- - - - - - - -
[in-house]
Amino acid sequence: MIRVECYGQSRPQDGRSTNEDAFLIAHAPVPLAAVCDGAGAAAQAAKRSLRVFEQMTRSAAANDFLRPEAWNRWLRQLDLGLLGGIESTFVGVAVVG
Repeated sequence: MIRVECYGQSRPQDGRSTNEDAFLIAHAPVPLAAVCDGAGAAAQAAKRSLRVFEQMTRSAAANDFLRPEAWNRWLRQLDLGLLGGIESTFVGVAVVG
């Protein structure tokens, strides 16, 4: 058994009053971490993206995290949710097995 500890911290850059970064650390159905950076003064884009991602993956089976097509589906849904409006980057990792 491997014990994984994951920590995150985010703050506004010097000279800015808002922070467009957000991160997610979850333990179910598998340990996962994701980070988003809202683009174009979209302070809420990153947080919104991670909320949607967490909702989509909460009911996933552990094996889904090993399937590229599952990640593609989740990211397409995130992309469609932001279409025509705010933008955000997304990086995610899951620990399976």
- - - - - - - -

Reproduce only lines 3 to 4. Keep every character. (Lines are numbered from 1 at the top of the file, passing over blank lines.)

Repeated sequence: MIRVECYGQSRPQDGRSTNEDAFLIAHAPVPLAAVCDGAGAAAQAAKRSLRVFEQMTRSAAANDFLRPEAWNRWLRQLDLGLLGGIESTFVGVAVVG
């Protein structure tokens, strides 16, 4: 058994009053971490993206995290949710097995 500890911290850059970064650390159905950076003064884009991602993956089976097509589906849904409006980057990792 491997014990994984994951920590995150985010703050506004010097000279800015808002922070467009957000991160997610979850333990179910598998340990996962994701980070988003809202683009174009979209302070809420990153947080919104991670909320949607967490909702989509909460009911996933552990094996889904090993399937590229599952990640593609989740990211397409995130992309469609932001279409025509705010933008955000997304990086995610899951620990399976």